Director: Bryan Singer; Screenwriter: Simon Kinberg; Starring: Hugh Jackman, Patrick Stewart, Ian McKellen, Michael Fassbender, James McAvoy, Ellen Page, Jennifer Lawrence, Halle Berry, Nicholas Hoult, Peter Dinklage, Evan Peters, Shawn Ashmore; Running time: 131 mins; Certificate: 12A
Superhero movies might be big business now, but it’s easy to forget that the genre represented something of a poisoned chalice for filmmakers back in the ’80s and ’90s. That all changed with the 2000 release of Bryan Singer’s X-Men, a film that muted the multicoloured costumes in favor of illuminating the source material’s themes of prejudice and identity. It’s fair to say that Singer’s tangible, relatable world was vital in paving the way for Christopher Nolan’s dramatic reinvention of Batman.
X-Men has always had its own unique flavor, though, standing out from the crowd by virtue of the fact it juggles blockbuster thrills with real-world sociopolitical concerns. Both are on show in Days of Future Past, and where the recent run of comic movies have all sported a similar visual aesthetic and narrative tempo (a gradual build to an entire city getting levelled in the third act), here there’s an intriguingly fresh hook: this is a superhero movie that deals with time travel.
Using Chris Claremont and John Byrne’s Uncanny X-Men storyline as a springboard, Singer and screenwriter-producer Simon Kinberg have crafted a film that plays out across dual timeframes, allowing the original cast and their First Class counterparts to unite for one epic storyline. As a result Days of Future Past is a powerful cocktail of nostalgia and new frontier – quite simply it’s the grandest, most ambitious X-Men movie yet.
War rages in a post-apocalyptic future as giant mutant-hunting robots pursue a ragtag group of survivors including Kitty Pryde (Ellen Page), Iceman (Shawn Ashmore) and Colossus (Daniel Cudmore). Joining forces with Professor Xavier (Patrick Stewart), Magneto (Ian McKellen), Storm (Halle Berry) and Wolverine (Hugh Jackman), they use Kitty’s powers to send Logan’s consciousness back into his younger body to change the course of history.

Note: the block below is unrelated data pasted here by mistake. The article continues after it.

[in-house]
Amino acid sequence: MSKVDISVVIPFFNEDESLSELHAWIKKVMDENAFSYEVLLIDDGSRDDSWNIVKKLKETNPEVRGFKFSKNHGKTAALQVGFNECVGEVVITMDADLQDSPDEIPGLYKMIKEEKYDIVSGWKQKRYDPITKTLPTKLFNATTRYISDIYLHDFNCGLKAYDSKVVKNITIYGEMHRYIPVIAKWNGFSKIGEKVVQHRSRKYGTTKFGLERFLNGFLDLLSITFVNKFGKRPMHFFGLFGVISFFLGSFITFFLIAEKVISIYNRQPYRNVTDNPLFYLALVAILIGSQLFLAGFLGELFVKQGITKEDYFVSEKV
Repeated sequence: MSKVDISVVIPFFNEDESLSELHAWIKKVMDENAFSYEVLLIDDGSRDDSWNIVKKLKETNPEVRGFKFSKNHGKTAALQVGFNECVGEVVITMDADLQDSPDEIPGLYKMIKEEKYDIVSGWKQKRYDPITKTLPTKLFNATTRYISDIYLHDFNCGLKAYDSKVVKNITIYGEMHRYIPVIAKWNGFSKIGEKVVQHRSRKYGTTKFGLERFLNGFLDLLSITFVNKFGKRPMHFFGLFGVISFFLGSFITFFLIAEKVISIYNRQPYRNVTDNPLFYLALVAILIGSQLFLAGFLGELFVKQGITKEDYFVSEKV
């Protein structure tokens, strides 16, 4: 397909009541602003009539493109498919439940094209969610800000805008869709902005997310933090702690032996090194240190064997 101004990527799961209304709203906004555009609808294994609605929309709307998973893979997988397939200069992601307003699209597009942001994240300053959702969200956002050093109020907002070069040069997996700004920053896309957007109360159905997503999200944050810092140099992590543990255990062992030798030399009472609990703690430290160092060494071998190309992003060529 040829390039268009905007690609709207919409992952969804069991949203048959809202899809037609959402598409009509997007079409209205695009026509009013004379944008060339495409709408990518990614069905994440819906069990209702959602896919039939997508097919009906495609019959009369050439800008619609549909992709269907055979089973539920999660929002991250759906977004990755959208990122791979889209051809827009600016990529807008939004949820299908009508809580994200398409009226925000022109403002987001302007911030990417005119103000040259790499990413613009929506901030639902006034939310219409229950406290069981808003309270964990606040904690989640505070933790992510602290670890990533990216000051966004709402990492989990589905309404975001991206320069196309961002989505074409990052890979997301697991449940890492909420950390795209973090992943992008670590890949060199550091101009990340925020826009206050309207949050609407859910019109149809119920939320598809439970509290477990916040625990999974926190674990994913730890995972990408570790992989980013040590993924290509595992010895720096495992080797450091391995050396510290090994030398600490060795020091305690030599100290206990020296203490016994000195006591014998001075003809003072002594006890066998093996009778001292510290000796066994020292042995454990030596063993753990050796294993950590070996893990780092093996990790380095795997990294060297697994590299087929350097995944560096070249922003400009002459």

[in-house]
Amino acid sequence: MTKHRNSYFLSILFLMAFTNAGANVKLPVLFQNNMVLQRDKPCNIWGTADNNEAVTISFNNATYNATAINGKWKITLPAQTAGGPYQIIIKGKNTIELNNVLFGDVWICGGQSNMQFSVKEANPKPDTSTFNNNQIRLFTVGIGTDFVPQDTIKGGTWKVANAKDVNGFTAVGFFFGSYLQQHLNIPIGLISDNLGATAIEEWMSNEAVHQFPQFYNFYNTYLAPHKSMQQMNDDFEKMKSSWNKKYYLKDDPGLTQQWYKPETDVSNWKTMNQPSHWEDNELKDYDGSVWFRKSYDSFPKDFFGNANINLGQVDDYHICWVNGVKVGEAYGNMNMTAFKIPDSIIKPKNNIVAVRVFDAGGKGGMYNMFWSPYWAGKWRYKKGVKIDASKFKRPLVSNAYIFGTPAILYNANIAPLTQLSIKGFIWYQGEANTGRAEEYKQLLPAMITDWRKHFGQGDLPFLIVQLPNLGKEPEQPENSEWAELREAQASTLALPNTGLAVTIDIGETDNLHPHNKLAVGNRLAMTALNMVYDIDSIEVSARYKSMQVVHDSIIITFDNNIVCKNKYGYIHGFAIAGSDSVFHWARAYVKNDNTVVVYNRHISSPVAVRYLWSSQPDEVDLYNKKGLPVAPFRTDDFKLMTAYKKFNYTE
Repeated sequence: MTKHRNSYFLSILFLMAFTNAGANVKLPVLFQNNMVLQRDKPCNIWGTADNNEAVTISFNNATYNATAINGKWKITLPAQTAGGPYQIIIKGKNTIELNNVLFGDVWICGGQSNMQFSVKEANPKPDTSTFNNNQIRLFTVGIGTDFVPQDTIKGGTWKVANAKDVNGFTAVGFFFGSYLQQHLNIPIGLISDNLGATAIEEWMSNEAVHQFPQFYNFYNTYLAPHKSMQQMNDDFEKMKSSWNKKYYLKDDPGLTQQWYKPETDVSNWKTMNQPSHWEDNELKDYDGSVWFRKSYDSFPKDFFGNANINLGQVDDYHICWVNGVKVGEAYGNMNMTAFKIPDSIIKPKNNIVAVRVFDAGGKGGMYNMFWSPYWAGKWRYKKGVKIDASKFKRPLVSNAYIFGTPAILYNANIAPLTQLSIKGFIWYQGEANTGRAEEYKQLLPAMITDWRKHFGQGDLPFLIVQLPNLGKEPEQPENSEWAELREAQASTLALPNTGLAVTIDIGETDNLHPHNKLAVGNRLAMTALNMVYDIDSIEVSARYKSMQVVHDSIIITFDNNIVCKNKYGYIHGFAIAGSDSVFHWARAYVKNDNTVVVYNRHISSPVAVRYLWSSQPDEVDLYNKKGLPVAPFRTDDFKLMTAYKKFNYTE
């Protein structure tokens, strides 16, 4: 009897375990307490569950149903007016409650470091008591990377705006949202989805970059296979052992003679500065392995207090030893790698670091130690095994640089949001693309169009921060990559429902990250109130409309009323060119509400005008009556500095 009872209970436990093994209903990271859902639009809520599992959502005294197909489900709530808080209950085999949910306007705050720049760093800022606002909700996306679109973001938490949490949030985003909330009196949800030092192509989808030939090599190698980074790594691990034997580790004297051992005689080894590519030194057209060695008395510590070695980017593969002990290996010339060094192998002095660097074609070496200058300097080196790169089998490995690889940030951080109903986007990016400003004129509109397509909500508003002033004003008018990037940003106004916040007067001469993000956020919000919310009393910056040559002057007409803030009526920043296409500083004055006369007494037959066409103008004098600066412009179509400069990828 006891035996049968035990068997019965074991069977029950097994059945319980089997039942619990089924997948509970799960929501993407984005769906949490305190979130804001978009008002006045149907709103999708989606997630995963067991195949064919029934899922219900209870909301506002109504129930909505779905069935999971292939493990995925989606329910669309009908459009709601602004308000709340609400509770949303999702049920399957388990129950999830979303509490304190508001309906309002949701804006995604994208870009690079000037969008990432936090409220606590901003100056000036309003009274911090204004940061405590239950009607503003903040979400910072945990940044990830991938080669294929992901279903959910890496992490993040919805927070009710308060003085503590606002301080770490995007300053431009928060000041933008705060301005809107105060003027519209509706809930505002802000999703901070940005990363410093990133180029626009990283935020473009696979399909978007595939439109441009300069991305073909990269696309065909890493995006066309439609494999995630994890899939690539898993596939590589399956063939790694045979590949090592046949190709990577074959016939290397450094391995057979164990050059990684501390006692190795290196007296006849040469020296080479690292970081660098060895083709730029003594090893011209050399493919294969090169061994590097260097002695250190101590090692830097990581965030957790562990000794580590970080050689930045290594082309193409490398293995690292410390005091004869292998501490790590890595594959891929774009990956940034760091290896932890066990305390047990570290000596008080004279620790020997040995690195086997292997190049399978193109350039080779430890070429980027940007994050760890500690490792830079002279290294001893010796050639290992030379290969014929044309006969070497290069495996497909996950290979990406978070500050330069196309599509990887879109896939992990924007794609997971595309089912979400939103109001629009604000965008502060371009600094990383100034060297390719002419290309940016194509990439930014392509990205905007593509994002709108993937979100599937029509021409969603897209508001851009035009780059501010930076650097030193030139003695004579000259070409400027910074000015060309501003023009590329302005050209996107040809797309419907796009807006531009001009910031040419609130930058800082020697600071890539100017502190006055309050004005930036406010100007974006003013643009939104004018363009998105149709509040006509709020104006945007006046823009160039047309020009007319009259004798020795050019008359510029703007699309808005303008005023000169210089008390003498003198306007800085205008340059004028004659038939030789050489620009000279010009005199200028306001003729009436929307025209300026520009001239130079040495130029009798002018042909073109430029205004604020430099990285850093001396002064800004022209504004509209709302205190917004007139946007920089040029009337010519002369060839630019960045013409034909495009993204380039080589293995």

The goal? Stop Mystique (Jennifer Lawrence) from assassinating Sentinels creator Bolivar Trask (Peter Dinklage), whose death and subsequent capture of the blue-skinned mutant sparked a fast evolution in Sentinel development. Wolverine must convince a down-and-out Xavier (McAvoy) to pull himself together, free adversary Magneto (Michael Fassbender) from incarceration and quell Mystique’s bloodlust.
Much like its predecessor First Class, this sequel carves straight through world history, taking in the killing of JFK, the Vietnam war and Richard Nixon’s tenure in the White House. It’s broad in scope, too, clocking up air miles to rival even the most exotic Bond picture. All this globe (and time) traveling provides the backdrop for some action set pieces that out-do anything that’s come before in the series.
Days of Future Past is a powerful cocktail of nostalgia and new frontier – quite simply it’s the grandest, most ambitious X-Men movie yet.
There are shades of James Cameron’s bleak Skynet-ravaged Terminator landscape in the future sequences, which play out like an all-out science fiction war movie. Back in the ’70s, Singer keeps the pace quick and lively with Mystique the ticking time bomb about to begin a fatal chain of events. A thrilling skirmish in Paris and a levitating football stadium are just two of the highlights, while Evan Peters’s Quicksilver provides the stand-out moment with a jaw-dropping light-speed assault in the Pentagon.
Stewart and McKellen are reassuring presences, but their scenes rely too heavily on our past experiences with them. Singer never manages to make the stakes feel high enough, with the bulk of their screen time spent gathered around a prostrate Wolverine while his mind roams the past. Halle Berry’s Storm is only a fleeting presence, while Anna Paquin’s Rogue doesn’t even have a speaking part.
In truth, the movie belongs to the quartet of Jackman, McAvoy, Fassbender and Lawrence. Here the roles are reversed for Xavier and Wolverine with the former – disillusioned with society’s failure to accept mutants – needing guidance and help from his future protégé. It lends McAvoy the opportunity to grasp the film by the scruff of the neck and make Charles’s inner turmoil a key ingredient.
Fassbender’s Magneto is more clear-eyed and focused this time around, unafraid to double-cross if it’ll get him closer to his goal. Strip away the spectacle and pyrotechnics, though, and this film is ultimately about Charles and Erik’s battle for Mystique’s heart and soul. Lawrence, as expected, is magnificent, the pain and anguish of being a perennial outsider is etched on her face throughout (even through the blue make-up).
Where Days of Future Past ends up may not be entirely to everyone’s tastes, but judged on its own terms this is a movie that delivers excellent performance and brains to compliment its bang-for-your-buck spectacle.